A scholar with the American Enterprise Institute gave testimony to Congress’s House Budget Committee recently on the topic of reducing poverty. The scholar’s story is a fascinating one. His name is Robert Doar, and he gained his expertise on the issue of poverty by working for 18 years administering safety net programs in New York City and New York state. In other words, Mr. Doar’s view was crafted by nearly two decades of working on the front lines to alleviate poverty, and doing so in one of America’s bastions of progressive liberalism.

So what are his recommendations to reduce poverty in our communities and society at large? Perhaps it’s best summed up by the title of his remarks: “Work and Family: The Keys to Reducing Poverty.”

Mr. Doar starts by stating that “in New York, we were most successful at fighting poverty when we maintained the proper balance of strong work requirements and government assistance that supported – but did not replace – work. We also were unafraid to talk honestly about both the consequences of raising children in single-parent households and the responsibilities for parents, including fathers, which come with raising a child.”

Contrast this emphasis on work and family to the typical progressive approach to poverty, which emphasizes redistributing wealth through tax policy and spending more tax dollars on new government programs, without much regard to either work or family status. That has been the progressive poverty prescription for five decades now – ever since President Lyndon Johnson declared his “War on Poverty.” Certainly, this progressive poverty approach has been followed ever since President Obama was elected – as shown through the president’s tax increases on America’s wealthiest, the administration’s willingness to loosen work requirements in state-administered welfare programs, and federal spending over that time.

And yet, as Mr. Doar notes, “the official poverty rate, now 14.8 percent, remains two full percentage points above what it was in 2007 and three and a half percentage points above rates seen in 2000.” Sadly, as has been the norm under the progressive poverty agenda, those hit the hardest have been the nation’s minorities, as Mr. Doar notes that the poverty rate for African Americans is 26.2 percent, which is 3.7 percentage points higher than in 2000. That’s not exactly change we can believe in.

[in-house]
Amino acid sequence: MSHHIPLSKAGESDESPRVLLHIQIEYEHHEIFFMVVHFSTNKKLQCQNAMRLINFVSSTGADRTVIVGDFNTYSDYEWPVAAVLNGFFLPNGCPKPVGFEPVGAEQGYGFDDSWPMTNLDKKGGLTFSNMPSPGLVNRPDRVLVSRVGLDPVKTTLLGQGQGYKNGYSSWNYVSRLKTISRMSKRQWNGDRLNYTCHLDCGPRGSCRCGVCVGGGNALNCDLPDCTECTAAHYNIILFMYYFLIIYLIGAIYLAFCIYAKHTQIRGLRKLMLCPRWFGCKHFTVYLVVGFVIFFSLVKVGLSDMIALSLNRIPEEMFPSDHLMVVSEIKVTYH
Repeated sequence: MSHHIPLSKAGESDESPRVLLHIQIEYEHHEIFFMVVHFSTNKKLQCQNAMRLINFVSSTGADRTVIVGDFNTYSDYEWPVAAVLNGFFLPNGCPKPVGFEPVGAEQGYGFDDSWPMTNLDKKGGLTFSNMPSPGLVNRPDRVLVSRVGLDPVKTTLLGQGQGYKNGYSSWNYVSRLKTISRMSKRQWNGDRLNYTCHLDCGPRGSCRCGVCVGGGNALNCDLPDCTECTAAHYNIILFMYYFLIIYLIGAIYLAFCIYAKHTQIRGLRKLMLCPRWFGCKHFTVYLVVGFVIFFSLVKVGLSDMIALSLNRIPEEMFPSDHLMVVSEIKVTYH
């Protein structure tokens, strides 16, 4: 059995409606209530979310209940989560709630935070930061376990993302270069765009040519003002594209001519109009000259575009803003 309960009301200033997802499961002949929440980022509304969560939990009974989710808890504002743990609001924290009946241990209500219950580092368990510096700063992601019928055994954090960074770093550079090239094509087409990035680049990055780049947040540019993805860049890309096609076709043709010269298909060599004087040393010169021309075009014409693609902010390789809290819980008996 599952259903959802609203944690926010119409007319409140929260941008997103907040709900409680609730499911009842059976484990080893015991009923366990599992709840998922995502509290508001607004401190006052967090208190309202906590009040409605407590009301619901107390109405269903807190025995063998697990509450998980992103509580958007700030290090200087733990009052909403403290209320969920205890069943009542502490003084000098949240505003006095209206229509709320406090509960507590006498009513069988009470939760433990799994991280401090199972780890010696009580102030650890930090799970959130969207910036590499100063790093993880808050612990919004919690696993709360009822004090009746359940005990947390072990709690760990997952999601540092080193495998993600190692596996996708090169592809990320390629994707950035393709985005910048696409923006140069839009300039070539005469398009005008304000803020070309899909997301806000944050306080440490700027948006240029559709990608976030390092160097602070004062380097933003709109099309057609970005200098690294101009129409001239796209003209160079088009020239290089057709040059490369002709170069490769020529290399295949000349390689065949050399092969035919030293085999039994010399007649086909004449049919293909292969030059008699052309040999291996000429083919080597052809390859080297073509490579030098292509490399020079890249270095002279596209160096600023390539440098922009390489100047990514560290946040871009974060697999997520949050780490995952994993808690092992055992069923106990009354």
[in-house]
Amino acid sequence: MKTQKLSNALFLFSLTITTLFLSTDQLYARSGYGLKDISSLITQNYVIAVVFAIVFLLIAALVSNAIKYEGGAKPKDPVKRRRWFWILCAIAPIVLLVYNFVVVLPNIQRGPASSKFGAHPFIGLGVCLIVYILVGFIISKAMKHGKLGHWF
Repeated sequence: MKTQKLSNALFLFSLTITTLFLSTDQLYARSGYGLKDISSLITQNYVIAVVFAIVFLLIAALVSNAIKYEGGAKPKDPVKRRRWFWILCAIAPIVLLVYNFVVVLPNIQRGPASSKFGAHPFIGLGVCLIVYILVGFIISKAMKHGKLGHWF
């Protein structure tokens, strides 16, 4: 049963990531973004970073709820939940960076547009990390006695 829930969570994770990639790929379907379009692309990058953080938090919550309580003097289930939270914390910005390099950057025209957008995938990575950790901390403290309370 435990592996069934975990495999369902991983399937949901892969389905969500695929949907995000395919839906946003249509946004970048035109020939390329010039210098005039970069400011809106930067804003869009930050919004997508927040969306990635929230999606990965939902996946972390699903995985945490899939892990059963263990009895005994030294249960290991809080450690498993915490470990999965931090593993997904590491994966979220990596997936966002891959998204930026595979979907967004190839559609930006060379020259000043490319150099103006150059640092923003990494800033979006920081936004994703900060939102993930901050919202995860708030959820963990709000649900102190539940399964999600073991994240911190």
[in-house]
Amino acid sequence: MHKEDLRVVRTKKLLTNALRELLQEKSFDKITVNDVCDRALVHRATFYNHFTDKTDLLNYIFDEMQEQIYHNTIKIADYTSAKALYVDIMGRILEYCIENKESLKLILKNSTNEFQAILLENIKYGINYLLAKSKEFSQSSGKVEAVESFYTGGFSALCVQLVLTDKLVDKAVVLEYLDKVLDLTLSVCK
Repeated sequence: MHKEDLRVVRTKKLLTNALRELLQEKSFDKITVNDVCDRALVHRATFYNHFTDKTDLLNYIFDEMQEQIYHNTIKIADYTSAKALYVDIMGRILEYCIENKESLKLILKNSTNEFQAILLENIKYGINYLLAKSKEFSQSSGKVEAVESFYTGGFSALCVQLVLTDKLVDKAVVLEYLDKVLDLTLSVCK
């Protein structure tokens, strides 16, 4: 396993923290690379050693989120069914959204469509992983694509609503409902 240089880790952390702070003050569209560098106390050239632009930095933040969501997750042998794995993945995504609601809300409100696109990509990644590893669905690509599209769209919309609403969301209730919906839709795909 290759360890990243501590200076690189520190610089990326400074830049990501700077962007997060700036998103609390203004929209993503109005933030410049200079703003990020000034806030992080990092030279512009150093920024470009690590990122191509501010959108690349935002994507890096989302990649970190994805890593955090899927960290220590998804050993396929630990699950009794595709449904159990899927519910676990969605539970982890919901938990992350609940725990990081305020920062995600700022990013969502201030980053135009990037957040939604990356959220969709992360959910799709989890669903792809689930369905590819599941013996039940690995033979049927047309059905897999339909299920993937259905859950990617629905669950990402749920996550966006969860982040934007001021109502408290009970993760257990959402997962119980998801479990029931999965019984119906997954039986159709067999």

So what does Mr. Doar suggest? First, “it is clear that the most reliable way to escape poverty is full-time work.” Not increasing the minimum wage, not Medicaid expansion, and not higher taxes on the uber- rich. No, the proven method for getting out of poverty is to help the poor get and keep a full-time job. The poverty rate for people working full-time, according to Mr. Doar, is a wonderfully low 3 percent.

Second, Mr. Doar points out, “[W]e know that the married, two-parent family is one of the best weapons we have in the fight against poverty.” He points out that the poverty rate for families led by single mothers in 2014 was 30.6 percent, compared to 6.2 percent for married-couple families – nearly five times higher among single-mother families. This isn’t a commentary on the single mothers leading these poverty-stricken families. Rather, it is a logical outcome when half the family’s human capital is either weakly connected to the home, or not in the picture at all. The result when both parents are committed to home and family through marriage, says Mr. Doar, is that “a child is better prepared for life, on average … with two sets of hands to teach, help, provide, and love. This fact materializes in economic outcomes.” In my view, Mr. Doar’s experience suggests that you can’t credibly claim to be serious about addressing poverty without being serious about addressing family structure.

Mr. Doar’s anti-poverty prescription includes four parts: (1) making work a condition of welfare, (2) rewarding work by helping low-wages go farther, (3) talking honestly about the importance of the family in avoiding poverty, and (4) promoting economic growth that creates jobs. Some will recoil at one or another of these ideas, but it is hard to argue with Mr. Doar’s experience and expertise. It is the principles of work and family, not big government and wealth redistribution, which provide genuine hope for success in the fight against poverty.

For Sutherland Institute, I’m Derek Monson. Thanks for listening.

This post is an edited transcript of the Sutherland Soapbox, a weekly radio commentary aired on several Utah radio stations. The podcast can be found below.